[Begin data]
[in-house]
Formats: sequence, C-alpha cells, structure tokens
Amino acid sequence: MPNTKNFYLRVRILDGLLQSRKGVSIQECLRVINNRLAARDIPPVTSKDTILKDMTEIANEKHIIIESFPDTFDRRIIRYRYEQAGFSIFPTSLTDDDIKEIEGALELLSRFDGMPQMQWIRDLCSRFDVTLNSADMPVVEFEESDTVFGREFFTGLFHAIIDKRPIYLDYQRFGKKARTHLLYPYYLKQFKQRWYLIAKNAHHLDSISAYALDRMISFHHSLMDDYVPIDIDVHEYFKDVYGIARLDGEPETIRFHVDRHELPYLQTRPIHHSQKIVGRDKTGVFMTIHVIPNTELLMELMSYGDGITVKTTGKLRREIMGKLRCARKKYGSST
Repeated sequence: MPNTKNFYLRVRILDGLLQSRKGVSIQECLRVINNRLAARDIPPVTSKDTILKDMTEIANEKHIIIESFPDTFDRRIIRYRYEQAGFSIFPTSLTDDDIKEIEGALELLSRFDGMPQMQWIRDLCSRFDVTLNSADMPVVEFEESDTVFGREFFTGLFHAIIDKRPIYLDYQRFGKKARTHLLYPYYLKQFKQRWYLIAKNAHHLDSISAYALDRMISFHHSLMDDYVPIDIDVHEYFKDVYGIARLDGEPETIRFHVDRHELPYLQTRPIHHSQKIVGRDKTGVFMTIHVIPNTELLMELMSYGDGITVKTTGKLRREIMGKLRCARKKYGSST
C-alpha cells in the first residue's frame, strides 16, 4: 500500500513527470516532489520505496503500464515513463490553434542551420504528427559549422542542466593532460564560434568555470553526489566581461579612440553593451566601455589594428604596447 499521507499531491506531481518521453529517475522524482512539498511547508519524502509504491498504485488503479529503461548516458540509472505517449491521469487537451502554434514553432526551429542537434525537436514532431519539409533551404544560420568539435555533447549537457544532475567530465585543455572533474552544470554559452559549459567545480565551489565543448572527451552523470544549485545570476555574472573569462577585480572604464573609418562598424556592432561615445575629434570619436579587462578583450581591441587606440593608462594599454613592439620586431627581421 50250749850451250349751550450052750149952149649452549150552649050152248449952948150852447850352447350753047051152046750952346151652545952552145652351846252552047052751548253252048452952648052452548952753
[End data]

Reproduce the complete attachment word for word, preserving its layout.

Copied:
[in-house]
Formats: sequence, C-alpha cells, structure tokens
Amino acid sequence: MPNTKNFYLRVRILDGLLQSRKGVSIQECLRVINNRLAARDIPPVTSKDTILKDMTEIANEKHIIIESFPDTFDRRIIRYRYEQAGFSIFPTSLTDDDIKEIEGALELLSRFDGMPQMQWIRDLCSRFDVTLNSADMPVVEFEESDTVFGREFFTGLFHAIIDKRPIYLDYQRFGKKARTHLLYPYYLKQFKQRWYLIAKNAHHLDSISAYALDRMISFHHSLMDDYVPIDIDVHEYFKDVYGIARLDGEPETIRFHVDRHELPYLQTRPIHHSQKIVGRDKTGVFMTIHVIPNTELLMELMSYGDGITVKTTGKLRREIMGKLRCARKKYGSST
Repeated sequence: MPNTKNFYLRVRILDGLLQSRKGVSIQECLRVINNRLAARDIPPVTSKDTILKDMTEIANEKHIIIESFPDTFDRRIIRYRYEQAGFSIFPTSLTDDDIKEIEGALELLSRFDGMPQMQWIRDLCSRFDVTLNSADMPVVEFEESDTVFGREFFTGLFHAIIDKRPIYLDYQRFGKKARTHLLYPYYLKQFKQRWYLIAKNAHHLDSISAYALDRMISFHHSLMDDYVPIDIDVHEYFKDVYGIARLDGEPETIRFHVDRHELPYLQTRPIHHSQKIVGRDKTGVFMTIHVIPNTELLMELMSYGDGITVKTTGKLRREIMGKLRCARKKYGSST
C-alpha cells in the first residue's frame, strides 16, 4: 500500500513527470516532489520505496503500464515513463490553434542551420504528427559549422542542466593532460564560434568555470553526489566581461579612440553593451566601455589594428604596447 499521507499531491506531481518521453529517475522524482512539498511547508519524502509504491498504485488503479529503461548516458540509472505517449491521469487537451502554434514553432526551429542537434525537436514532431519539409533551404544560420568539435555533447549537457544532475567530465585543455572533474552544470554559452559549459567545480565551489565543448572527451552523470544549485545570476555574472573569462577585480572604464573609418562598424556592432561615445575629434570619436579587462578583450581591441587606440593608462594599454613592439620586431627581421 50250749850451250349751550450052750149952149649452549150552649050152248449952948150852447850352447350753047051152046750952346151652545952552145652351846252552047052751548253252048452952648052452548952753